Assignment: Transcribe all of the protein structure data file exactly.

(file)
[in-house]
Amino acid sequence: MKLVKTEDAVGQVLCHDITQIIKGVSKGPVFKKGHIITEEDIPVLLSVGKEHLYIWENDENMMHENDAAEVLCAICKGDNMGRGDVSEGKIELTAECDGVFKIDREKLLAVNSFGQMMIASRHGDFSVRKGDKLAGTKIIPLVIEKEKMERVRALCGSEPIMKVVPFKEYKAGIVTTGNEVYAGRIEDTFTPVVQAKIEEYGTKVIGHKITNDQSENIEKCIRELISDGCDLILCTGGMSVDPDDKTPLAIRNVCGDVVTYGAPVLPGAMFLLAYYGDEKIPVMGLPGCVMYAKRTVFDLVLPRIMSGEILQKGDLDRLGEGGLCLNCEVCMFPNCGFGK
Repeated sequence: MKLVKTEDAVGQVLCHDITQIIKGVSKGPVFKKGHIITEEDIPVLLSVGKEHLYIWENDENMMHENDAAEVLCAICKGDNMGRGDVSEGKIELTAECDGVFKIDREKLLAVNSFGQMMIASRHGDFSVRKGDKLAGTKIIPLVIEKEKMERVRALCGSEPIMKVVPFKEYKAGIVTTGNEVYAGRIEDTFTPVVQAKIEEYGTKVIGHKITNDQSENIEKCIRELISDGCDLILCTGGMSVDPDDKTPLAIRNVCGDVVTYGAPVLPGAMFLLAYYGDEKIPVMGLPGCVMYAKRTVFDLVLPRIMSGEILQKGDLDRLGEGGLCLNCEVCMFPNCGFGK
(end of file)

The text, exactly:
[in-house]
Amino acid sequence: MKLVKTEDAVGQVLCHDITQIIKGVSKGPVFKKGHIITEEDIPVLLSVGKEHLYIWENDENMMHENDAAEVLCAICKGDNMGRGDVSEGKIELTAECDGVFKIDREKLLAVNSFGQMMIASRHGDFSVRKGDKLAGTKIIPLVIEKEKMERVRALCGSEPIMKVVPFKEYKAGIVTTGNEVYAGRIEDTFTPVVQAKIEEYGTKVIGHKITNDQSENIEKCIRELISDGCDLILCTGGMSVDPDDKTPLAIRNVCGDVVTYGAPVLPGAMFLLAYYGDEKIPVMGLPGCVMYAKRTVFDLVLPRIMSGEILQKGDLDRLGEGGLCLNCEVCMFPNCGFGK
Repeated sequence: MKLVKTEDAVGQVLCHDITQIIKGVSKGPVFKKGHIITEEDIPVLLSVGKEHLYIWENDENMMHENDAAEVLCAICKGDNMGRGDVSEGKIELTAECDGVFKIDREKLLAVNSFGQMMIASRHGDFSVRKGDKLAGTKIIPLVIEKEKMERVRALCGSEPIMKVVPFKEYKAGIVTTGNEVYAGRIEDTFTPVVQAKIEEYGTKVIGHKITNDQSENIEKCIRELISDGCDLILCTGGMSVDPDDKTPLAIRNVCGDVVTYGAPVLPGAMFLLAYYGDEKIPVMGLPGCVMYAKRTVFDLVLPRIMSGEILQKGDLDRLGEGGLCLNCEVCMFPNCGFGK